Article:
A couple of weeks back, while visiting Istanbul, I joined a Kebab Krawl with Istanbul Eats. My friends Ansel Mullins and Yigal Schleifer founded the blog Istanbul Eats in 2009 and expanded to food tours a little over a year ago. The success of their culinary walks has led them to take on culture experts like Megan Clark, who led a group of kebab-krazed visitors and me through the Aksaray section of Istanbul. The area, dubbed Little Urfa due to the predominance of immigrants from southeastern Turkey, is a packed with places to eat. During the three hour tour, which began with soup and ended with dessert, the enthusiastic and knowledgable Megan took us to seven establishments, all of which are firmly off the well beaten tourist track. Her passion for cultural heritage is contagious and she got me all riled up for my trip to Antep and Urfa, which is coming up next week. If you can’t jet off to southeastern Turkey yourself, a Kebab Krawl with Istanbul Eats may be the next best thing. For info contact firstname.lastname@example.org.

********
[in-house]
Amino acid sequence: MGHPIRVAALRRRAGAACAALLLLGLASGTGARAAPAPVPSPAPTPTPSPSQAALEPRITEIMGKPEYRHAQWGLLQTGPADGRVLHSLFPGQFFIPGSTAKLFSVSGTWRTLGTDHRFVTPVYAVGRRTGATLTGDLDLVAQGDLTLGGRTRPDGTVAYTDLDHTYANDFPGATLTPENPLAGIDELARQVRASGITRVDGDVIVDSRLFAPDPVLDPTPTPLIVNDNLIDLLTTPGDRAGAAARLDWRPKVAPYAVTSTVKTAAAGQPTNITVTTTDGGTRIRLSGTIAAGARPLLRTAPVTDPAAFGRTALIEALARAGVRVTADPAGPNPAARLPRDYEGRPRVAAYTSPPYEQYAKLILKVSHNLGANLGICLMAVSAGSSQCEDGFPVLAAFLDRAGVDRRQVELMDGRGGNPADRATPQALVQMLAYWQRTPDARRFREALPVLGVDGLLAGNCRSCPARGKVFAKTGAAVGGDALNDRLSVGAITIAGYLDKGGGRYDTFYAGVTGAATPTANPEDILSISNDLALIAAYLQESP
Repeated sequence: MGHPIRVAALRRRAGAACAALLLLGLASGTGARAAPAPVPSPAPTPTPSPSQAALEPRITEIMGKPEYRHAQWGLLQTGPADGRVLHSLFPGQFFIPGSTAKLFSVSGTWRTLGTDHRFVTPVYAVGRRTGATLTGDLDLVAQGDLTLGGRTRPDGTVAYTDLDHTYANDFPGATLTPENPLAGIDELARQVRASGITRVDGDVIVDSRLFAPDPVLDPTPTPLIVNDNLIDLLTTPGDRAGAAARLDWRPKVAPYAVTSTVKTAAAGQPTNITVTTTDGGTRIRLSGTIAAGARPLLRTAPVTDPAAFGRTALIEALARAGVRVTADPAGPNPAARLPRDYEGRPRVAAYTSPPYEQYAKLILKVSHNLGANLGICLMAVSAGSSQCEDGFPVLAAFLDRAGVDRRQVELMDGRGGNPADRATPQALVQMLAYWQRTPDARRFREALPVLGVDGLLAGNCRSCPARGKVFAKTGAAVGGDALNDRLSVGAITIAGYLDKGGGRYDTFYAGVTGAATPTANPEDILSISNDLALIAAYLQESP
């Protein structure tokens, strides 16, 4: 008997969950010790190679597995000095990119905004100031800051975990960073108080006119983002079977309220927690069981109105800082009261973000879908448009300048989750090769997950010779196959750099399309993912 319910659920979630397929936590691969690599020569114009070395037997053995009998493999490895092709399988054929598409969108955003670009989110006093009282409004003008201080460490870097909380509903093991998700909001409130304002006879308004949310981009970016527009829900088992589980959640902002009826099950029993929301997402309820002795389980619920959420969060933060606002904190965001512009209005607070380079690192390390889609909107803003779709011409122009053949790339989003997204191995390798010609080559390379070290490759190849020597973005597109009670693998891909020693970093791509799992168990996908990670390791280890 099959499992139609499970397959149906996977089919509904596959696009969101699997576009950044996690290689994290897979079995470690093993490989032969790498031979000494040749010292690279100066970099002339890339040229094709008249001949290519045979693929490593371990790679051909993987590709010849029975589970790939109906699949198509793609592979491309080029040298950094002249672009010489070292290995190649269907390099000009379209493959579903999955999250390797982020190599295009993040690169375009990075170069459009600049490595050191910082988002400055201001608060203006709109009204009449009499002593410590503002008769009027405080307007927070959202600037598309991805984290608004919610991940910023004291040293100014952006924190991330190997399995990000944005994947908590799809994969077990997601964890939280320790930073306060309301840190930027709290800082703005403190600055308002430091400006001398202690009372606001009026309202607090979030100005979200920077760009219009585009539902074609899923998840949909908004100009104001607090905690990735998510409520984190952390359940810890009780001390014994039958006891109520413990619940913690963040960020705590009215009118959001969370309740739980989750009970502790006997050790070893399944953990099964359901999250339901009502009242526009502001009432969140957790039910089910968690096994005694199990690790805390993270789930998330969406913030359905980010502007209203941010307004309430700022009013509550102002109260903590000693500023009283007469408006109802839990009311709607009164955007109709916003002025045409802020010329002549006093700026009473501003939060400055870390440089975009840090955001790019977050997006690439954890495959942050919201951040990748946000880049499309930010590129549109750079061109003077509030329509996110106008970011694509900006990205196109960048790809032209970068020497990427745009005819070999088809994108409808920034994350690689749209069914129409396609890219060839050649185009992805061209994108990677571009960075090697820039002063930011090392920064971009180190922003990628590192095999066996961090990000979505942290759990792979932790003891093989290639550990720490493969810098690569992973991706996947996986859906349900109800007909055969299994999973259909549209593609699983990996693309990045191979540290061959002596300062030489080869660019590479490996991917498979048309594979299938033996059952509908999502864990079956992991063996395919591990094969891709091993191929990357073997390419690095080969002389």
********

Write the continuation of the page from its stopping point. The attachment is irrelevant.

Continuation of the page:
Cubes of liver and fat were served with lavash and a grilled pepper.
Beyran, a deeply spicy soup, is made with minced garlic, rice, lamb suet neck meat and pepper flakes. The ingredients are combined over a bunsen burner and heated to a rolling boil.
My favorite dish on the Kebab Krawl was, surprisingly, not grilled meat, but çiğ köfte, raw meat mashed with bulgur and tomato-pepper paste.
The Usta mashes our patlıcan (eggplant) kebab after grilling.
In Little Urfa, one shop sells a vast array of fresh and dried peppers.
içli köfte were deep fried then baked to crispy perfection in a wood burning oven.
Wrapping lahmacun for us.